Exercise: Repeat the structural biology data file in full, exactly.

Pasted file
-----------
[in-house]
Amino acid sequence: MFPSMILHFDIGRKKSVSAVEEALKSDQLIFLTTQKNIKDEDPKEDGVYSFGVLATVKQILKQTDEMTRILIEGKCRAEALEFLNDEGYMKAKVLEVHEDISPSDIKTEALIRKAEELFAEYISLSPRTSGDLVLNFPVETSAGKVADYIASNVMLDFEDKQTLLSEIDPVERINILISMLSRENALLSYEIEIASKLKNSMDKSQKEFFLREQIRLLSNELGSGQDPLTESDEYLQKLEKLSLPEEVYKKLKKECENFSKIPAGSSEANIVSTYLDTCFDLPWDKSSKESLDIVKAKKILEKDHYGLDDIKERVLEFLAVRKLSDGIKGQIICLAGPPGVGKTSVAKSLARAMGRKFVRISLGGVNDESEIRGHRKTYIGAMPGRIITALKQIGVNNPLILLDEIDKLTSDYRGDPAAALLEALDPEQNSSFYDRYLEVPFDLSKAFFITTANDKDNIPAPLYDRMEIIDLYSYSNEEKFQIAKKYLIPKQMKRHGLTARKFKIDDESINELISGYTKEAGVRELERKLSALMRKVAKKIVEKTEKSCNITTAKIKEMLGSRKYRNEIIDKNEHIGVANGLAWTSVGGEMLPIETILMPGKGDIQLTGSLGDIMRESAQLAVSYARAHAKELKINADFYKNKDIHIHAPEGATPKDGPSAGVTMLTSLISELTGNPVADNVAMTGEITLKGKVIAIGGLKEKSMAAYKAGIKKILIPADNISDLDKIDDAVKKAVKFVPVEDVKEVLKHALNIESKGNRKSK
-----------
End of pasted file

[in-house]
Amino acid sequence: MFPSMILHFDIGRKKSVSAVEEALKSDQLIFLTTQKNIKDEDPKEDGVYSFGVLATVKQILKQTDEMTRILIEGKCRAEALEFLNDEGYMKAKVLEVHEDISPSDIKTEALIRKAEELFAEYISLSPRTSGDLVLNFPVETSAGKVADYIASNVMLDFEDKQTLLSEIDPVERINILISMLSRENALLSYEIEIASKLKNSMDKSQKEFFLREQIRLLSNELGSGQDPLTESDEYLQKLEKLSLPEEVYKKLKKECENFSKIPAGSSEANIVSTYLDTCFDLPWDKSSKESLDIVKAKKILEKDHYGLDDIKERVLEFLAVRKLSDGIKGQIICLAGPPGVGKTSVAKSLARAMGRKFVRISLGGVNDESEIRGHRKTYIGAMPGRIITALKQIGVNNPLILLDEIDKLTSDYRGDPAAALLEALDPEQNSSFYDRYLEVPFDLSKAFFITTANDKDNIPAPLYDRMEIIDLYSYSNEEKFQIAKKYLIPKQMKRHGLTARKFKIDDESINELISGYTKEAGVRELERKLSALMRKVAKKIVEKTEKSCNITTAKIKEMLGSRKYRNEIIDKNEHIGVANGLAWTSVGGEMLPIETILMPGKGDIQLTGSLGDIMRESAQLAVSYARAHAKELKINADFYKNKDIHIHAPEGATPKDGPSAGVTMLTSLISELTGNPVADNVAMTGEITLKGKVIAIGGLKEKSMAAYKAGIKKILIPADNISDLDKIDDAVKKAVKFVPVEDVKEVLKHALNIESKGNRKSK